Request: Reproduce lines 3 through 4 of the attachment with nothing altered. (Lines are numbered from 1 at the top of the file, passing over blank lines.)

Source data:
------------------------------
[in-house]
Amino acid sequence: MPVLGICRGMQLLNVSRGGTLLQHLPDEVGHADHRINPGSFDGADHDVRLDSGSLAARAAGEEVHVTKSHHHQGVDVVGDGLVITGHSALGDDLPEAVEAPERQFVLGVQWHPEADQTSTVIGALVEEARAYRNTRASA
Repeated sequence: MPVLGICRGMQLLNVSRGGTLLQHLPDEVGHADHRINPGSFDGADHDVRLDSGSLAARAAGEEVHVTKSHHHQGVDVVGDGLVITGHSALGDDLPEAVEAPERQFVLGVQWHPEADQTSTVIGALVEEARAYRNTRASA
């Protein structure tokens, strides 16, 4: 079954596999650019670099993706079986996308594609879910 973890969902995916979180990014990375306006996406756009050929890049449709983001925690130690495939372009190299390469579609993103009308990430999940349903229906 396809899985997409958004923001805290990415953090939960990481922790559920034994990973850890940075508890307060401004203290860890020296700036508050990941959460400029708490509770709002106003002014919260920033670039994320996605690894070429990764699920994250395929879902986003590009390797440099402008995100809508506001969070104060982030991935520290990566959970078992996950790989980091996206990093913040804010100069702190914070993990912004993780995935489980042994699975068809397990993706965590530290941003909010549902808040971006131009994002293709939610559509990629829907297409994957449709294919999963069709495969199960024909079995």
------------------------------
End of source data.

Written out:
Repeated sequence: MPVLGICRGMQLLNVSRGGTLLQHLPDEVGHADHRINPGSFDGADHDVRLDSGSLAARAAGEEVHVTKSHHHQGVDVVGDGLVITGHSALGDDLPEAVEAPERQFVLGVQWHPEADQTSTVIGALVEEARAYRNTRASA
């Protein structure tokens, strides 16, 4: 079954596999650019670099993706079986996308594609879910 973890969902995916979180990014990375306006996406756009050929890049449709983001925690130690495939372009190299390469579609993103009308990430999940349903229906 396809899985997409958004923001805290990415953090939960990481922790559920034994990973850890940075508890307060401004203290860890020296700036508050990941959460400029708490509770709002106003002014919260920033670039994320996605690894070429990764699920994250395929879902986003590009390797440099402008995100809508506001969070104060982030991935520290990566959970078992996950790989980091996206990093913040804010100069702190914070993990912004993780995935489980042994699975068809397990993706965590530290941003909010549902808040971006131009994002293709939610559509990629829907297409994957449709294919999963069709495969199960024909079995």